Should I Pray About the Book of Mormon?


An LDS friend has just asked you to read the Book of Mormon. “Pray,” he or she suggests, “for wisdom to know if it’s true. Then we can talk and see how it made you feel.” A quick-thinking LDS friend may even quote James 1:5, “If any of you lacks wisdom, let him ask of God, that giveth to all men liberally.”

What a spiritual and biblical suggestion! Or is it? Perhaps the following story (with some details changed to make it as anonymous as possible) will clarify the issue.

Linda’s Flattery

Linda is a married mother of two in her late 20s who enjoys exercising at the local YMCA. One morning, while doing pull downs, her silicone wedding band breathed its last and tore from her finger. She didn’t think too much about it because she had other fish to fry, namely a long overdue coffee date with her pastor’s wife. When the barista delivered their caffeinated goodness, he had written on the sleeve of Linda’s cup his name, number, and the following message, “Would love to chat sometime!” Linda blushed, of course, and worried she had given the wrong impression. What’s worse, her pastor’s wife wasn’t about to let her live this one down anytime soon.

When the two wrapped up their encouraging conversation, Linda hopped in her minivan, made a beeline for the nearest athletic store to buy a new silicone ring, and tossed the cup, sleeve and all, into a waste bin where the barista would not be privy to its ignominious end.

An Alternative Ending

A story just like that truly happened. Now let’s imagine an alternative ending. Suppose Linda put the sleeve into her pocket. And instead of driving to purchase a new ring, she drove home, sandwiched the note between her folded hands, knelt by her bed, and prayed, “God, tell me whether I should call this man.”

If God answered that prayer at all, which I doubt, He would say “Read your Bible, for I have already spoken clearly on the matter: ‘You shall not commit adultery’ (Exodus 20:14).” Linda might protest that she doesn’t want to commit adultery – she just wants to talk. But Jesus says that to entertain adulterous thoughts is to commit the sin itself (Matthew 5:28).

Furthermore, God doesn’t change his mind on such matters as men do (Numbers 23:19) but makes laws that are true and righteous forever (Psalm 119:142). Linda’s pretentious prayer would merely coddle a fantasy that makes provision for the flesh (Romans 13:14) and paves the way for certain disaster (Proverbs 6:26-29). In this alternative ending, Jesus would command her to destroy the sleeve (Matthew 5:30) and never visit that particular coffee shop again (Proverbs 4:14). Sometimes, prayer is neither spiritual nor submissive, but demonic and subversive.

The Prophetic Test

Now that we have established that prayer is not always appropriate, let’s revisit your LDS friend’s request. Let me be as blunt as possible – you need not pray. God has already spoken clearly and definitively on the matter. When a person claims to speak for God (and people often do), God says, “test the spirits to see whether they are from God, for many false prophets have gone out into the world” (1 John 4:1).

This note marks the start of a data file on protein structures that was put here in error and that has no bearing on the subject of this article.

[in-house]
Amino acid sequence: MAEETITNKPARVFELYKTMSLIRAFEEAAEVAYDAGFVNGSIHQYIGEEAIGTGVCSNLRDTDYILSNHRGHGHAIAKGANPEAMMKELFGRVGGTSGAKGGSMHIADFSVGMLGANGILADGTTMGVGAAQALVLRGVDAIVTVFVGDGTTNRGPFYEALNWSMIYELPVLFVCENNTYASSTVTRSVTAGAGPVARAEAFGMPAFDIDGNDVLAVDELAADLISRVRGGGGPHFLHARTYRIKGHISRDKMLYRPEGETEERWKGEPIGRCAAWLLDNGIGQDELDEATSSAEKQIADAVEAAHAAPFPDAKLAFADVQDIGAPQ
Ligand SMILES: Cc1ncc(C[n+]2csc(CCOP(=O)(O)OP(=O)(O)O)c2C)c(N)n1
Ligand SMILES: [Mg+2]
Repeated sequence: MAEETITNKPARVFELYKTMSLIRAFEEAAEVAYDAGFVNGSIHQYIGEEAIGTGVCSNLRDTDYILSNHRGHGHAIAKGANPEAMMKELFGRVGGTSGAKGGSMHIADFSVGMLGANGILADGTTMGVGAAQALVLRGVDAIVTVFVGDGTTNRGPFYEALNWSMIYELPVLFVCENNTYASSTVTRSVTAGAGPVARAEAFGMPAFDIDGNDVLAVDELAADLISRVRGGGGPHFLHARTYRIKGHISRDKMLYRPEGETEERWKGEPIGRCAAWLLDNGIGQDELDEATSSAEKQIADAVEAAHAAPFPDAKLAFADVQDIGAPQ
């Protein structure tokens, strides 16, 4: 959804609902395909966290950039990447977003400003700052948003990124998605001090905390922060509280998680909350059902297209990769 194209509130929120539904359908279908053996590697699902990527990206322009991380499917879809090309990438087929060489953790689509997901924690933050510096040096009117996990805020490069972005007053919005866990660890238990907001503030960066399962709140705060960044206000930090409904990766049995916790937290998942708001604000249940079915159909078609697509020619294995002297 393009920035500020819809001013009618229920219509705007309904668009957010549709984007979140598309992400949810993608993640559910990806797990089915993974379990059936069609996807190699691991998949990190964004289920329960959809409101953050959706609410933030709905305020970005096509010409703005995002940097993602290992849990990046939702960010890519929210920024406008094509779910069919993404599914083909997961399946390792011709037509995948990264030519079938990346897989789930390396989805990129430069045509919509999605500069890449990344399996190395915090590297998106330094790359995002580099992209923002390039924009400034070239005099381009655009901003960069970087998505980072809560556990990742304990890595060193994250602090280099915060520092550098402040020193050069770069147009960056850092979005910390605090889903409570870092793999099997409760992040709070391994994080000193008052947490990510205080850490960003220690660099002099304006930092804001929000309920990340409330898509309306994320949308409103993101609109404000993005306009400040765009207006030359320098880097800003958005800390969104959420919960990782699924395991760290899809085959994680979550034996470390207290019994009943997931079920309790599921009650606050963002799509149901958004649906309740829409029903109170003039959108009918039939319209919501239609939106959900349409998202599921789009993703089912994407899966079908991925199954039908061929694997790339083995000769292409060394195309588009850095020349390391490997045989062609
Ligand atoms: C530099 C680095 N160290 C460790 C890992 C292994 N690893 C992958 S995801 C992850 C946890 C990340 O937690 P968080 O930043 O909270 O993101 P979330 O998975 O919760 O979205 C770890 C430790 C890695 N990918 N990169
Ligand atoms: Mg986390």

Fortunately, God has given us a three-fold test: Conformity, Accuracy, and Character. Let’s take these three in order.

1. Conformity.

A prophet might add new revelation, but true prophets never contradict previous Scripture. For example, in Galatians 1:8-9, Paul says that his gospel is a test of orthodoxy. What is Paul’s gospel? “For by grace you have been saved through faith. And this is not of your own doing; it is the gift of God, not a result of works” (Ephesians 2:8-9). Joseph Smith’s gospel is this, “For we know that it is by grace that we are saved, after all we can do” (2 Nephi 25:23). Joseph Smith’s gospel stands in direct contradiction to the Bible’s; therefore, he cannot be a prophet come from God.

2. Accuracy.

If a prophet makes claims about the future, his (or her) predictions must be 100% accurate. No exceptions. Moses says in Deuteronomy 18:22, “when a prophet speaks in the name of the LORD, if the word does not come to pass or come true, that is a word that the LORD has not spoken.” In Doctrines and Covenants 87, Joseph Smith makes at least 10 different false prophecies regarding the Civil War. And this is just one example – many others can be found. Joseph Smith made false predictions about the future; therefore, he cannot be a prophet come from God.

3. Character.

We allow that every human prophet has feet of clay – even John the Baptist had his moments of doubt (Matthew 11:2-3). If you stare at a sinner long enough, you’ll be sure to find some faults. This prophetic qualification doesn’t demand perfection, but submission. True prophets fail, but immediately repent and turn to the Lord when confronted (see Psalm 51).

False prophets, however, not only persist in their sin, but use their position as prophet to further sins of blasphemy, sensuality, and covetousness (2 Peter 2:12-16). As Agur would say, these people eat, wipe their mouths, and say, “I have done no wrong” (Proverbs 30:20). To wit, Joseph Smith married a lot of women. How many? Nobody seems to know, but the bidding usually opens at 40, 11 of whom already had husbands. It’s hard to believe, but he married at least 21 women in 1843 alone. What’s more, he commanded others to do the same (see Doctrines and Covenants 132). His unrepentant polygamy and adultery stand in direct contradiction to the New Testament requirement of monogamous marriage (Ephesians 5:31; 1 Timothy 3:2; 3:12; 5:9); therefore, he cannot be a prophet come from God.


God does not want anybody to pray whether Joseph Smith is a true prophet, but to test his words by the Bible’s standard. Praying over the matter is neither spiritual nor submissive, but demonic and subversive. God has spoken clearly and succinctly. May He grant us the courage to follow His truth.